Despite the challenge of competing against cash buyers, Arvizo said that the Rural Housing Authority's homebuyer's program is experiencing a record volume of borrowers committed to buying a home, just not in all regions.
In Northern Nevada, because the job market was less affected by the pandemic, the number of people seeking housing loans has increased, she said. But in harder-hit Clark County, the program has experienced a "massive drop" in loan activity.
Seventeen percent of the program’s loan volume used to be in Clark County, Arvizo said, but volume this year has dropped to only 10 percent. She and others are waiting for the number of loans to increase as the economy improves, but in smaller counties such as Elko, the homeowner program is already seeing tremendous growth — going from 11 percent of program loans in 2019 to 15 percent in 2021.
Arvizo explained that the increase in users of the rural homebuyers program is driven partly by the escalating rent prices in cities such as Reno and Las Vegas.
A Nevada State Apartment Association report showed that asking rents for apartments in the Reno-Sparks area during the second quarter of 2021 averaged about $1,475 per month, up by almost 7 percent compared to one year earlier. In Las Vegas, the average rent is $1,322 a month, an almost 18 percent growth from one year prior.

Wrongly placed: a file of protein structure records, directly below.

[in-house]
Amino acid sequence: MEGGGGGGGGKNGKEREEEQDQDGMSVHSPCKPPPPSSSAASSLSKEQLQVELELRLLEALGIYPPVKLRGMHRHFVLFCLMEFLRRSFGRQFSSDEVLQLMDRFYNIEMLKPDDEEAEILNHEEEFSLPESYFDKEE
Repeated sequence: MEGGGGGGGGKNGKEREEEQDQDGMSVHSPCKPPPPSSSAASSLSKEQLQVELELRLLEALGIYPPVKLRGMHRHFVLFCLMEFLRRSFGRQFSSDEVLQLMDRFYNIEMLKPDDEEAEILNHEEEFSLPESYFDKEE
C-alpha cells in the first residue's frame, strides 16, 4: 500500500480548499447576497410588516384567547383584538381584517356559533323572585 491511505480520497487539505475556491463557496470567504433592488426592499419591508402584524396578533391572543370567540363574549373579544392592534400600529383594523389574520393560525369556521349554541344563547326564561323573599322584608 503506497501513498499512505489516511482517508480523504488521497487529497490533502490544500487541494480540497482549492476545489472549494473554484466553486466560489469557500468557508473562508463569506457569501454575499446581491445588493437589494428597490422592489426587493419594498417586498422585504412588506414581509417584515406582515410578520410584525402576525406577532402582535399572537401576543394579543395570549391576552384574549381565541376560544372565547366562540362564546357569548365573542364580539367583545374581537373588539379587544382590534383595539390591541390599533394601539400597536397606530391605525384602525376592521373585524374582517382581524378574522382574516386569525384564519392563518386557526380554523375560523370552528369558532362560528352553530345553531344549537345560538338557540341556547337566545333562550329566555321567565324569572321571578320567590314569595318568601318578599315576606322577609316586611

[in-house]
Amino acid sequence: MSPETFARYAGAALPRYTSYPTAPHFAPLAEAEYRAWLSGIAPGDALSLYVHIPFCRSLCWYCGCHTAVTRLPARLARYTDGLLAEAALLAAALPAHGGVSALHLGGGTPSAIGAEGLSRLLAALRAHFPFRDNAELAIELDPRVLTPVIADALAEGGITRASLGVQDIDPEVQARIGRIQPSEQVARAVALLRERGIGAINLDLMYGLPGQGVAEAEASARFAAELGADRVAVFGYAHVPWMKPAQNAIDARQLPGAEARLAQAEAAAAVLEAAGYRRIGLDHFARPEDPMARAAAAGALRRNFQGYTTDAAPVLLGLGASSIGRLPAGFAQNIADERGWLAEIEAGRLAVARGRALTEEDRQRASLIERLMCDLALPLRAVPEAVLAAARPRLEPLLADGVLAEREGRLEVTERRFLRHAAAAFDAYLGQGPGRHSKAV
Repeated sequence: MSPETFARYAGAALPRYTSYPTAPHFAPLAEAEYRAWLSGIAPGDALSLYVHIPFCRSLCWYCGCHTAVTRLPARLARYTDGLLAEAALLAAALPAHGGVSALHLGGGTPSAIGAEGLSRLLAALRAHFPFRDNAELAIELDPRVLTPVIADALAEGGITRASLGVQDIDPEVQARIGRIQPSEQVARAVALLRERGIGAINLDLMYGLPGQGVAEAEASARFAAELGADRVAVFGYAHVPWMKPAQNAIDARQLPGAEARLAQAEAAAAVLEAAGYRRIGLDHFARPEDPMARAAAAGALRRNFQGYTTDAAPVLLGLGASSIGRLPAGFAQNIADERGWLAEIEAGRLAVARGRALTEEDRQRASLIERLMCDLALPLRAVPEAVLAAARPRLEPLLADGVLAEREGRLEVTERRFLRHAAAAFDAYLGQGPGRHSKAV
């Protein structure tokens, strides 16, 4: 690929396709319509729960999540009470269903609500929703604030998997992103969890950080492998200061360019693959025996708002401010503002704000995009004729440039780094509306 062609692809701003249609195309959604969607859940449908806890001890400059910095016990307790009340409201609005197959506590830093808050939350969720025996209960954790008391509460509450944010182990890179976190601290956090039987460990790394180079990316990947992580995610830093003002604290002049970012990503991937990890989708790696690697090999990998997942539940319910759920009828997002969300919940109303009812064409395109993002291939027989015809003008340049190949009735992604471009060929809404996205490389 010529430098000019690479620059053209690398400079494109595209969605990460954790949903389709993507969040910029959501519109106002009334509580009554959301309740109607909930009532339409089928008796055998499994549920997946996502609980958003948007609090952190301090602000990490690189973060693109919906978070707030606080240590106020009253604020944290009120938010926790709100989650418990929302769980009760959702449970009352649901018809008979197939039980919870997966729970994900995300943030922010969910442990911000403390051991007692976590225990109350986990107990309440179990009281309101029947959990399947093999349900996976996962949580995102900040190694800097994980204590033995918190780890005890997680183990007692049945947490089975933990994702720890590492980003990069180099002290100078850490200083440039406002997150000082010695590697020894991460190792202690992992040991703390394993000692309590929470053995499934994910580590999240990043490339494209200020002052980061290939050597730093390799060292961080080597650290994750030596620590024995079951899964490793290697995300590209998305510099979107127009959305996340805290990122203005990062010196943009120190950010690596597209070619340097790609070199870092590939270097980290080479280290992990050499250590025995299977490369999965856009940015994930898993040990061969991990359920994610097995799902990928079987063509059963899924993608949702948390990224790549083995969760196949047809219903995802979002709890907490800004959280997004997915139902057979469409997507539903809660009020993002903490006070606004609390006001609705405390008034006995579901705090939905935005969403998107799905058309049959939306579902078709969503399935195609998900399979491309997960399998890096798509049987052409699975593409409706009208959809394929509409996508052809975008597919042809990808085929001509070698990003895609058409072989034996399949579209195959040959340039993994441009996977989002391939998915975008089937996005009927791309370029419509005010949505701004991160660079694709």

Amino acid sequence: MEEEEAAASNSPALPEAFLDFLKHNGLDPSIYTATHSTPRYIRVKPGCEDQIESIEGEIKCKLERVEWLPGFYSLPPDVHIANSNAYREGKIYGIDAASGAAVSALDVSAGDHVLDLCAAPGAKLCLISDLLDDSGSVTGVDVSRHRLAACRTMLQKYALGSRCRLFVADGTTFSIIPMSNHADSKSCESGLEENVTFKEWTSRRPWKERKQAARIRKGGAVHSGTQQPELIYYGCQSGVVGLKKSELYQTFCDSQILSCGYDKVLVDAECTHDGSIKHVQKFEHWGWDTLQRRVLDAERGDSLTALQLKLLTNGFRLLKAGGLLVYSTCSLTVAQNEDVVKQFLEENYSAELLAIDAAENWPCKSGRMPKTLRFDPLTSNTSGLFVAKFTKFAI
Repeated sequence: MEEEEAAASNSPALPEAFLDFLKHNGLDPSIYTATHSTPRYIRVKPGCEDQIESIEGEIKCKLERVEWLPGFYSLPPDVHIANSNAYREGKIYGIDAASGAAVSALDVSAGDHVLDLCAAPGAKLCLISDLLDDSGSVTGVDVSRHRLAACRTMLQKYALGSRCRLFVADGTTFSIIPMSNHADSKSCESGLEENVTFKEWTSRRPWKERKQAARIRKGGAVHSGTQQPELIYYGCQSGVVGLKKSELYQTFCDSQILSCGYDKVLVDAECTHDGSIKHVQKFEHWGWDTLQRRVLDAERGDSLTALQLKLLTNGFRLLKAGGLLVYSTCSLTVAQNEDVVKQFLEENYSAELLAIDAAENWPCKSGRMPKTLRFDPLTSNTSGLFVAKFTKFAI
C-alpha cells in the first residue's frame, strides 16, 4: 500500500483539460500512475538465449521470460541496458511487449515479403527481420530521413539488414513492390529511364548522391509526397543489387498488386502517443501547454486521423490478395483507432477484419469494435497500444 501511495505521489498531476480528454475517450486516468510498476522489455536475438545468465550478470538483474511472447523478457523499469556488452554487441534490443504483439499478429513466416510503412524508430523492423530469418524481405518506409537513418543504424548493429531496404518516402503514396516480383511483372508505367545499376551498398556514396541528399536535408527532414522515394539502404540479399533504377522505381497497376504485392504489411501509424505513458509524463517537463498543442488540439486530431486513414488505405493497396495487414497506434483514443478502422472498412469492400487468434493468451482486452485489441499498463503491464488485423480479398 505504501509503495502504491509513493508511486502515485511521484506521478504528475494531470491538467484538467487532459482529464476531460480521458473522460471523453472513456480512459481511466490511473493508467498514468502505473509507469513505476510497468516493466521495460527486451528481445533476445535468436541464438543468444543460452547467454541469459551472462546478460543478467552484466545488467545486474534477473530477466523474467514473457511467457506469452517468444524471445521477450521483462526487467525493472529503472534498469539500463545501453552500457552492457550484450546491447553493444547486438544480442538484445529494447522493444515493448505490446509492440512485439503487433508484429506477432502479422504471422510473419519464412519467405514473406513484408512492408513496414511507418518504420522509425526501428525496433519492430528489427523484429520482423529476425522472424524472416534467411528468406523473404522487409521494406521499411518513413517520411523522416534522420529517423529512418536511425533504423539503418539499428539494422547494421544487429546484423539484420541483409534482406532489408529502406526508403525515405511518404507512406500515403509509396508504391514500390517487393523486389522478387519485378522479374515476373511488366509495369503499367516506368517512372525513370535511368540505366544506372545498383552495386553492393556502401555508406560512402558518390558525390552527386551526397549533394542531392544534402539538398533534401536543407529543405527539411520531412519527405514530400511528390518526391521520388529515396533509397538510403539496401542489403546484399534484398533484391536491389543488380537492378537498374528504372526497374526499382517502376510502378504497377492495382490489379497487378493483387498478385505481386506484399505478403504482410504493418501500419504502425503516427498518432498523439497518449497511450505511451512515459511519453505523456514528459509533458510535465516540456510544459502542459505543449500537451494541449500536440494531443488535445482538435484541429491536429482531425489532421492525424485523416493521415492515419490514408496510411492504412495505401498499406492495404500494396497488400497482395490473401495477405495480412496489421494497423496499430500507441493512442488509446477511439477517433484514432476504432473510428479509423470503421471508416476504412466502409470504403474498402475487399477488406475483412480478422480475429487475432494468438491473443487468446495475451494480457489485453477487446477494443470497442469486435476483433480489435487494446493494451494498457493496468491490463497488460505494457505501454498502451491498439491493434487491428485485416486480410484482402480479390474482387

Faced with rising rent prices, renters are now considering becoming homeowners and using their money to pay off the mortgage of a house they own, Arvizo said.
But with cash buyers snapping up a greater share of homes in metropolitan areas, purchasing activity through the homebuyer program has greatly increased in Eastern Nevada, specifically along the I-80 corridor from Winnemucca to Elko and West Wendover.
"I think good cash buyers are really trying to snatch up homes in the heart of Reno, areas that they can rent out, or people coming from California that want to live right in the city," Arvizo said. "We serve the rural areas, so I think that rural homebuyers just have a leg up because they're willing to go out a little bit further."
But buyers even in rural Nevada are still struggling to find homes in the market.
Bethany Frediani said she and her husband already own a house in Gardnerville, but wanted to start looking for something closer to Carson City and Reno, where her husband works as a travel nurse.
The 32-year-old owner of Shelby's Book Shoppe in Minden said that they went to tour a house last summer, but by the time they finished the tour, the sellers already received two cash offers and one of them was $20,000 over the asking price.
“I think that was when we realized that we were gonna have to stay put for a while,” Frediani said. “We still hope to move, eventually. But clearly, not until things calm down.”
In addition to the cash offers, the other struggle she and her husband faced is that they would have to sell their old house before buying a new one. She knew that it could sell quickly, but there was no guarantee that they could find something affordable before having to move out.
Though the Rural Housing Authority has seen an increase in applications, the statewide program has scaled back on its homebuyer program, according to Dwight Pace, the Nevada Housing Division's statewide homebuyer programs supervisor.